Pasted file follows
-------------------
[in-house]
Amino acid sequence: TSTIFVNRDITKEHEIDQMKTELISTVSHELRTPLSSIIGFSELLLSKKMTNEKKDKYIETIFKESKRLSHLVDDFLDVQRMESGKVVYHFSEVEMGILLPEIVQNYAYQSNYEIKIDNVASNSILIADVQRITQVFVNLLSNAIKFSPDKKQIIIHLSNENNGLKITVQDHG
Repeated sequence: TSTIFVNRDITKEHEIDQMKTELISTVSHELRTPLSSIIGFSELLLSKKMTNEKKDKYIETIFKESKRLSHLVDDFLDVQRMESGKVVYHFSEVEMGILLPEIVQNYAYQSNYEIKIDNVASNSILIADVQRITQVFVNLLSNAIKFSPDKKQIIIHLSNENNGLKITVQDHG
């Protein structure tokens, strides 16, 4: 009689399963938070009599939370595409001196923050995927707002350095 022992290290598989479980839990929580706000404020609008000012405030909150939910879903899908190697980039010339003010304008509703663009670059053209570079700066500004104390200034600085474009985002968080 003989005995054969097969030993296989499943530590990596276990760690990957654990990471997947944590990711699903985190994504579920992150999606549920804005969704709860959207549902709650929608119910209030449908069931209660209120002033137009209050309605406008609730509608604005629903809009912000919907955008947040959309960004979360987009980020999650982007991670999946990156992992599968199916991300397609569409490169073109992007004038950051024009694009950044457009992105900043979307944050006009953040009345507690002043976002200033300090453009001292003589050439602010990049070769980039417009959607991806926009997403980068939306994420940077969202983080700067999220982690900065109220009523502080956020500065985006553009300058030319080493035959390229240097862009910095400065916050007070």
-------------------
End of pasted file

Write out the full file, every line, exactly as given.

[in-house]
Amino acid sequence: TSTIFVNRDITKEHEIDQMKTELISTVSHELRTPLSSIIGFSELLLSKKMTNEKKDKYIETIFKESKRLSHLVDDFLDVQRMESGKVVYHFSEVEMGILLPEIVQNYAYQSNYEIKIDNVASNSILIADVQRITQVFVNLLSNAIKFSPDKKQIIIHLSNENNGLKITVQDHG
Repeated sequence: TSTIFVNRDITKEHEIDQMKTELISTVSHELRTPLSSIIGFSELLLSKKMTNEKKDKYIETIFKESKRLSHLVDDFLDVQRMESGKVVYHFSEVEMGILLPEIVQNYAYQSNYEIKIDNVASNSILIADVQRITQVFVNLLSNAIKFSPDKKQIIIHLSNENNGLKITVQDHG
């Protein structure tokens, strides 16, 4: 009689399963938070009599939370595409001196923050995927707002350095 022992290290598989479980839990929580706000404020609008000012405030909150939910879903899908190697980039010339003010304008509703663009670059053209570079700066500004104390200034600085474009985002968080 003989005995054969097969030993296989499943530590990596276990760690990957654990990471997947944590990711699903985190994504579920992150999606549920804005969704709860959207549902709650929608119910209030449908069931209660209120002033137009209050309605406008609730509608604005629903809009912000919907955008947040959309960004979360987009980020999650982007991670999946990156992992599968199916991300397609569409490169073109992007004038950051024009694009950044457009992105900043979307944050006009953040009345507690002043976002200033300090453009001292003589050439602010990049070769980039417009959607991806926009997403980068939306994420940077969202983080700067999220982690900065109220009523502080956020500065985006553009300058030319080493035959390229240097862009910095400065916050007070």